Te Ururoa Flavell: He aha te whakamaherehere kua whiwhi i a ia mai i ngā rōpu mātanga o te reo rangatira pērā i a Te Taura Whiri i te Reo Māori, mō te whakapae a Ngā Kura ā-Iwi, nā te whakamātautau National Certificate of Educational Achievement o Te Reo Māori a New Zealand Qualifications Authority i takahi te mana o Te Reo Māori? [An interpretation in English was given to the House.] [What advice has she received from Te Taura Whiri i te Reo Māori and any other specialist advisers in te reo rangatira about the claims from Ngā Kura-ā-Iwi that the mana of te reo Māori has been seriously undermined by the New Zealand Qualification Authority’s treatment of National Certificate of Educational Achievement te reo Māori?]

Hon ANNE TOLLEY: I have not received advice from the Māori Language Commission on this matter. As I have said, I have asked the New Zealand Qualifications Authority for some advice on the claims that Mr Bird makes. Until I have this advice, it would be premature to comment on the validity of his claims or any actions that would be taken.

Te Ururoa Flavell: I raise a point of order, Mr Speaker. In light of the responses from the Minister, the Māori Party has one supplementary question in hand and unfortunately they all go to

the same issue in respect of the ability of the Minister to answer the question. I seek leave of the House that one supplementary question be available to us in question time on Tuesday of next week in which to follow up on these issues, if that is OK.

Mr SPEAKER: Leave is sought to have a supplementary question availability today deferred until next Tuesday. Is there any objection to that course of action? There is objection.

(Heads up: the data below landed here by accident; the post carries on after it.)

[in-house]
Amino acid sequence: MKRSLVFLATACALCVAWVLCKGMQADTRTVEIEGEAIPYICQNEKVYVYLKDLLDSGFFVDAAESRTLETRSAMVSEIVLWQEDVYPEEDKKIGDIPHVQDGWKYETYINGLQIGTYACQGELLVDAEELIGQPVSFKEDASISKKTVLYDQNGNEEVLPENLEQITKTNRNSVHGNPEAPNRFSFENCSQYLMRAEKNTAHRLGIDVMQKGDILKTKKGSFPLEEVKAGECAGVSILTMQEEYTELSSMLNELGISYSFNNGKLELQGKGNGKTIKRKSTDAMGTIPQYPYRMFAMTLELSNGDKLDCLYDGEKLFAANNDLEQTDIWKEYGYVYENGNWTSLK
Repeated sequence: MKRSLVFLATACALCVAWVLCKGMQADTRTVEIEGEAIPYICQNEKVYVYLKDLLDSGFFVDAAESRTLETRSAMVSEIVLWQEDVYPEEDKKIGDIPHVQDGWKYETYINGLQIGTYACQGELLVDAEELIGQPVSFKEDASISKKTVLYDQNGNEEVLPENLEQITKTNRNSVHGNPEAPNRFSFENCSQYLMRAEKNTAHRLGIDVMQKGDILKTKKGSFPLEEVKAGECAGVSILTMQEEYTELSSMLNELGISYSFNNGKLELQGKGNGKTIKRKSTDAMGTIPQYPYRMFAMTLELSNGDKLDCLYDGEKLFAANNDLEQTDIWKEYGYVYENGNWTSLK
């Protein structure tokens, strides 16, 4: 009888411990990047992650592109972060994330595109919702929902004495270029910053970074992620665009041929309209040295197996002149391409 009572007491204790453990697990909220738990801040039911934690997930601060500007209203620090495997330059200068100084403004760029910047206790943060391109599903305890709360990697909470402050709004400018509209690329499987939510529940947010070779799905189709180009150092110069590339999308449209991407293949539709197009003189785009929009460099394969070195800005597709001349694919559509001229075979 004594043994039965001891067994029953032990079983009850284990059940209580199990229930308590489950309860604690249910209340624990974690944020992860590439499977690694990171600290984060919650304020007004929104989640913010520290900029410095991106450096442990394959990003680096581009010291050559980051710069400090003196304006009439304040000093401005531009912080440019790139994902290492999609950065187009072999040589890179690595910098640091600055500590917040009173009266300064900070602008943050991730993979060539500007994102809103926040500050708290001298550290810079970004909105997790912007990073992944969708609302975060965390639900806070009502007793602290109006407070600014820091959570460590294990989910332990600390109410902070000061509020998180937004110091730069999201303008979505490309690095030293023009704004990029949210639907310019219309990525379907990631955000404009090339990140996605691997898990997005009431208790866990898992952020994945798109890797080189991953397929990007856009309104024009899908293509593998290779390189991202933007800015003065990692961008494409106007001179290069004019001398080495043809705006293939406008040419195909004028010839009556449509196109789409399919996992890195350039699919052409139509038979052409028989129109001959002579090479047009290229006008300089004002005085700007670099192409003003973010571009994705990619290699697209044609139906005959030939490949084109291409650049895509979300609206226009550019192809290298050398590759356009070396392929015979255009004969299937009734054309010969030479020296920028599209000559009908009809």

Te Ururoa Flavell: He aha te pūtake o tā Bali Haque kōrero, kia rua ngā momo whakamātautau mō Te Reo Māori. Nā, mēnā kei te pērā, kei te whakaae atu ia ki te whakapae, “he nui noa atu te mana” o Te Reo Pākehā ki tērā o Te Reo Māori? [An interpretation in English was given to the House.] [What is the rationale that the New Zealand Qualifications Authority deputy chief executive, Bali Haque, refers to when justifying the need for two sets of exams, and would she not agree that pitching the exams at the “lowest common denominator” in fact devalues the more sophisticated understanding required of students taking up the te reo rangatira pathway?]

Hon ANNE TOLLEY: As I said to the member, I have asked for some advice and I am sure that that advice will cover the rationale for the current situation. Once I have received that advice, I will be very happy to discuss the issue with the member.

Kelvin Davis: Does the Minister agree that a double standard also prevails in that the national standards for Māori immersion schools are not due out until 3 years after the mainstream national standards, creating an anomaly and uncertainty for Māori immersion classes in mainstream schools?

Hon ANNE TOLLEY: I say to that member that that assertion is not correct.

Kelvin Davis: If, over the next 3 years, achievement in Māori immersion schools without national standards keeps pace with or exceeds the achievement of mainstream schools that have national standards, will the Minister be prepared to concede national standards were unsuccessful?

Hon ANNE TOLLEY: National standards will be in Māori medium schools from next year.

Mr SPEAKER: I accept that the question was hypothetical, but hypothetical questions are within the Standing Orders and the answer did not bear any relationship at all to the question asked. For certainty, I invite Kelvin Davis to repeat his question.